Untangling red tape
In New York State, dairy farms are preparing for unannounced inspections by the Occupational Safety and Health Administration (OSHA) in 2014. In Washington, D.C., Farm Bureau lobbyist Don Parrish watches to see how EPA’s interpretation of Clean Water Act rules will affect farmers around nearby Chesapeake Bay and, ultimately, through the Corn Belt. The National Association of State Departments of Agriculture (NASDA) checks to see if a new Food Safety Modernization Act aimed at keeping lettuce and spinach safe will eventually hit farmers who grow feed grains.
Farmers once looked to Washington for help through disasters and lean times. USDA will still do that, in a role that seems to be shrinking as Congress tries to finish a farm bill. Yet in 2014 and years that follow, Washington may stand more for red tape.
The food safety law is an example of how public demand pushes regulations and why you need to learn some of those rules – if not today, as a New Year’s resolution for 2014.
After years of deadly food outbreaks, the food safety bill sailed through Congress in about a year and a half, becoming law in early 2011. It gives the Food and Drug Administration broad authority to regulate produce farms. FDA has been dribbling out its rules, for produce first, with a feed grains proposal just out this fall. Congress’ good idea of making food safer has morphed into a farmer nightmare in the executive branch. Last October, the National Sustainable Agriculture Coalition said proposed rules for produce could squeeze small and midsize farms out of the market. Large farms, too, are affected. At the American Farm Bureau, lobbyist Kelli Ludlum says those irrigating with surface water will have to meet recreational quality standards and may have to test more often for even relatively harmless strains of E. coli bacteria. “There are some parts that are not workable with growing food,” she says.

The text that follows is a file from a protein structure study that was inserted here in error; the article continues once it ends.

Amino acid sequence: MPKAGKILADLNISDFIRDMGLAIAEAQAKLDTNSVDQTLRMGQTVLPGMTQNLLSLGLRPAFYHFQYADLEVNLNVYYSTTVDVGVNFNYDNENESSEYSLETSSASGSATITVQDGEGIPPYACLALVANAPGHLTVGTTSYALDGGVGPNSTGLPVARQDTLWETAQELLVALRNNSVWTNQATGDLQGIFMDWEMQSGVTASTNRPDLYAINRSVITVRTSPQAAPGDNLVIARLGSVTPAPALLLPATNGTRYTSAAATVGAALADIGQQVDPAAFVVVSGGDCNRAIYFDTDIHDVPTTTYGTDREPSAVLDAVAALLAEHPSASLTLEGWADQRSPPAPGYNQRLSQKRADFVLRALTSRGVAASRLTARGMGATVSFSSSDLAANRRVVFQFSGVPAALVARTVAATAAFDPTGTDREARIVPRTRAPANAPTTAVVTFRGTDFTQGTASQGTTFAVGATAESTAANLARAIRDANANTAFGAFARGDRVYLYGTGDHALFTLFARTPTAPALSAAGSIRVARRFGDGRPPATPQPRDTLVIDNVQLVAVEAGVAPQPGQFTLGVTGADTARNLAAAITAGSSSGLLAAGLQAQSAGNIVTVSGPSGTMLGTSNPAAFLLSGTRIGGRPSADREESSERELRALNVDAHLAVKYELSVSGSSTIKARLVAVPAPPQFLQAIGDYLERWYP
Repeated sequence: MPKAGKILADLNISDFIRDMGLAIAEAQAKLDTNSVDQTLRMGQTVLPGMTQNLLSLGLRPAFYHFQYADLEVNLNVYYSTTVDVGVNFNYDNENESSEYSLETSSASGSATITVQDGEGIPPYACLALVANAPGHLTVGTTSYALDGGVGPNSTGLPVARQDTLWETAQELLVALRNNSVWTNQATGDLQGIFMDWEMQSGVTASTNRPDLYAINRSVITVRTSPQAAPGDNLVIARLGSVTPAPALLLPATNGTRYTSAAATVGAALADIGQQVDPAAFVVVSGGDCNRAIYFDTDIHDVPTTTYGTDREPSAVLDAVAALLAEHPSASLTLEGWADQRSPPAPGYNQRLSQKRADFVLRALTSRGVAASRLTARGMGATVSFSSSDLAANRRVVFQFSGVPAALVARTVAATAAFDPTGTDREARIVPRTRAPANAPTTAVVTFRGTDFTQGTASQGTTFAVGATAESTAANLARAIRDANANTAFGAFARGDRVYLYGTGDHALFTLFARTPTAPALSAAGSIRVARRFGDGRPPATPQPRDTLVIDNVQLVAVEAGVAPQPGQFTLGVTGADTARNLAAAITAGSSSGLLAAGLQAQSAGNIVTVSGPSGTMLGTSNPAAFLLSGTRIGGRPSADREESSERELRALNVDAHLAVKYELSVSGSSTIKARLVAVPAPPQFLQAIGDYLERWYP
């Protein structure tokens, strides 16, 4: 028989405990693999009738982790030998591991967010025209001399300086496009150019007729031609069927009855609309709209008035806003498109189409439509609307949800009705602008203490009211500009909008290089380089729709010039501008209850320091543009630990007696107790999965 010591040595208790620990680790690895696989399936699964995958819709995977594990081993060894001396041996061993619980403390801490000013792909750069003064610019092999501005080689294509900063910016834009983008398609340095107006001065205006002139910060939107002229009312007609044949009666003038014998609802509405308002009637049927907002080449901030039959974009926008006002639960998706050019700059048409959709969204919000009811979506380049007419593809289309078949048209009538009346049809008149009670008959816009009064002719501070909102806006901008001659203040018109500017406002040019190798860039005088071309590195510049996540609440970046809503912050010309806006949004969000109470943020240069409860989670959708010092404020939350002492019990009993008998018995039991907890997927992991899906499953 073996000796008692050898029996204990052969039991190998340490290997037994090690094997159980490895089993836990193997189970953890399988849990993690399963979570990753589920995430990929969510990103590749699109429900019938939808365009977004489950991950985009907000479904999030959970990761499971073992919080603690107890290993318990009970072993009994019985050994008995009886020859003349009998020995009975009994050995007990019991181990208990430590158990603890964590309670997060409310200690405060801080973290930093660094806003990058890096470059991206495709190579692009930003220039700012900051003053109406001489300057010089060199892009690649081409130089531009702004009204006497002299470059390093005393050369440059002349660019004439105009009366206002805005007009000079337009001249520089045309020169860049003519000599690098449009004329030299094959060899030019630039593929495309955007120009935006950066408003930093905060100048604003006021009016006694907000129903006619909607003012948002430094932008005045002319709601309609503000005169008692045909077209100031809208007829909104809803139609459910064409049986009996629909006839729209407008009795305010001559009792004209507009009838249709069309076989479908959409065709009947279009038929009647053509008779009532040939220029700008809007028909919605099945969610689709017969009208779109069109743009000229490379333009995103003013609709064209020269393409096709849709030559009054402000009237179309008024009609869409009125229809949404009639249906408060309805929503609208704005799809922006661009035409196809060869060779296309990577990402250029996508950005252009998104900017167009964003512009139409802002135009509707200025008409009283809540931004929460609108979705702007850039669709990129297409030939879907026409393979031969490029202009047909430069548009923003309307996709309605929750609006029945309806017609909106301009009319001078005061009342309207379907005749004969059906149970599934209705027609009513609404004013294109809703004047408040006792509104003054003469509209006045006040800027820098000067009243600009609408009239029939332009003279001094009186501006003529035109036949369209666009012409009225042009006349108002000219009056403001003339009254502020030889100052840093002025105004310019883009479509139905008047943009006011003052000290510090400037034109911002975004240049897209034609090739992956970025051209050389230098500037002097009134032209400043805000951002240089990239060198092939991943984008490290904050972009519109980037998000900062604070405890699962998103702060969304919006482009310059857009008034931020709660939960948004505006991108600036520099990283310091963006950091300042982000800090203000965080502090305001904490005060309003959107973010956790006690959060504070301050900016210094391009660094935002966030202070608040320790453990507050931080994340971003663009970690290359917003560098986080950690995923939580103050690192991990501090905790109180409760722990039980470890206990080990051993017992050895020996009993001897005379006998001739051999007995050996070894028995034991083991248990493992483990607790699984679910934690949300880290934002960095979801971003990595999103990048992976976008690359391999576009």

At NASDA in Washington, staffer Bob Ehart sees long-term issues for feed-grain rules.
FDA’s feed rule applies to makers of pet foods and livestock feed, but it exempts “farms that manufacture foods for their own animals” and grain warehouses that don’t make feed. Feed manufacturers must have plans to reduce or to prevent hazards like contamination.
Ehart says feed makers could eventually push some requirements back to their suppliers. “I don’t think it will be long before the feed industry starts to ask the same questions of those who sell grain to them.” This effect could take years, though. The rule won’t start until 2015 at the earliest and will be phased in over three years for smaller feed makers.
EPA’s new Clean Water Act rules are imminent. Early next year, “we may be looking at regulations being proposed to define waterways of the U.S. extremely broadly,” says Farm Bureau’s Parrish. Even though normal farming practices and irrigation are exempt from limits on nutrients entering streams, EPA can cap state levels of pollution, indirectly putting more pressure on crop farming. That’s happening in the Chesapeake Bay region. Iowa has a voluntary nutrient-reduction plan. Parrish expects tougher rules, perhaps this year, in other Corn Belt states.